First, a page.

Is There a Left Lane Slowpoke Law in Virginia?

By Nancy B
June 21, 2018

Is this you? The traffic slow down finally let up! You’re cruising on I-95 up the left lane at a pretty good clip. Until you approach another car going much slower. You flash your lights, honk your horn. This is the fast lane! Don’t they know they should stay to the right if they’re going to drive that slow? Isn't that against the law? What the heck?! And then there’s that, ahem…gesture.




Whether you’re on Route 66, 81, I-95, or another Virginia interstate, a new fine agrees with you, to the tune of $100 for left lane dawdling that impacts driver safety. In fact, Commonwealth law already requires any vehicle moving at less than the normal speed of traffic to stay to the right but this new penalty means Virginia law makers are more serious about enforcement. Also, trucks may not travel in the left-most lane of interstates with three or more lanes by direction when the speed limit is 65 mph or higher.

Here at NNINS, we see the benefits that come with the enforcement of drivers slowing down left lanes. There are obvious safety issues with speeding drivers weaving in and out of traffic to pass when the left lane is clogged. Chronic lane changing increase the risk of a crash and improper lane changes rank as one of the top causes of fatal crashes.




But we can’t help but pay more attention to the growing number of traffic fatalities. Ending a 5-decade trend in declining traffic deaths, the nation had a 7.2 % increase from 2014, losing more than 35,000 people in crashes in 2015.(NHTSA) In 2017, there were 843 deaths on Virginia roads- that's up from 705 in 2016, according to the Virginia Department of Transportation. Last year, the number of overall crash fatalities decreased for the first time since 2014, down to 819.




While contributing reasons for these increases are partly related to job growth and lower gas prices, concerning factors such as distracted driving, impaired driving, speed undeniably plays a huge role. There are 38 states that have continued to increase maximum speeds to 75 or higher. And interstates in rural parts of Virginia, like I-95 and I-81, now have an increased maximum speed limit of 70 miles per hour.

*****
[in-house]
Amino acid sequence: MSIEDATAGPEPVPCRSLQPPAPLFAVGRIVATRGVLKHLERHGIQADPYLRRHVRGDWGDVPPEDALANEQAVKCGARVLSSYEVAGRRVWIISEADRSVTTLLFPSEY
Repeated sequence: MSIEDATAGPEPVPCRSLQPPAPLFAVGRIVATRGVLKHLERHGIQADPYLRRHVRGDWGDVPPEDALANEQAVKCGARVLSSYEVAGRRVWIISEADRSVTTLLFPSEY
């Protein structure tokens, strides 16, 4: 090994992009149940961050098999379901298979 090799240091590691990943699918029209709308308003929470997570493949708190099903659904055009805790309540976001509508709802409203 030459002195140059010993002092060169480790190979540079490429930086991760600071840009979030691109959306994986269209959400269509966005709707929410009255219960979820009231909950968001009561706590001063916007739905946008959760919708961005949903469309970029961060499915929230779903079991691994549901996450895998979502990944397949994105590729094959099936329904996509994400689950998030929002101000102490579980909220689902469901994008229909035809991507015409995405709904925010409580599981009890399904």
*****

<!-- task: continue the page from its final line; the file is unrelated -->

So here are 3 things to consider before you zip up the left lane: (If you’re getting more honked at from behind, we have a separate blog post just for you!) 

1. The left lane is not a license to speed.

Speed limits aren’t changing here, folks. VA law prohibits going over 80 mph or any speed 20+ over the speed limit. It's called reckless driving, a misdemeanor offense, which is the same level of offense as DUI. And remember: the Virginia speed limit is defined as the maximum legal speed that you may travel on the road where this sign is posted assuming weather conditions are favorable. During rain, snow and ice, you may receive a ticket for over driving the conditions even if you are driving at or less than the posted speed limit.



2. Let Virginia State Police do their job.

Tail-gating or badgering another driver is not only dangerous, it's aggressive driving and can be criminal. Remember that there’s a range of interpretation on how to drive in the left lane due to the broad range in ways states handle it. And there are many out-of-staters driving through Virginia each summer. Be patient, avoid escalating any issue with another driver and let officials penalize dangerously slow drivers.




3. Take it easy. Enjoy the ride! 

You’re probably not going to get there faster anyway. Studies show speeding, zipping around cars, and changing lanes frequently doesn’t get you to your destination any faster. Did you know driving 70 mph instead of 65 saves you 6½ minutes on a 100-mile trip at best? It also increases the chance of having an accident and decreases your gas mileage. That can translate to higher car insurance premiums. And it’s bound to make you feel more uptight and stressed out.

Virginia lawmakers are working towards making the Commonwealth’s roadways safe and sound. By keeping slower traffic to the right and obeying posted speed limits, all of us can join the effort. Now, put down that phone!


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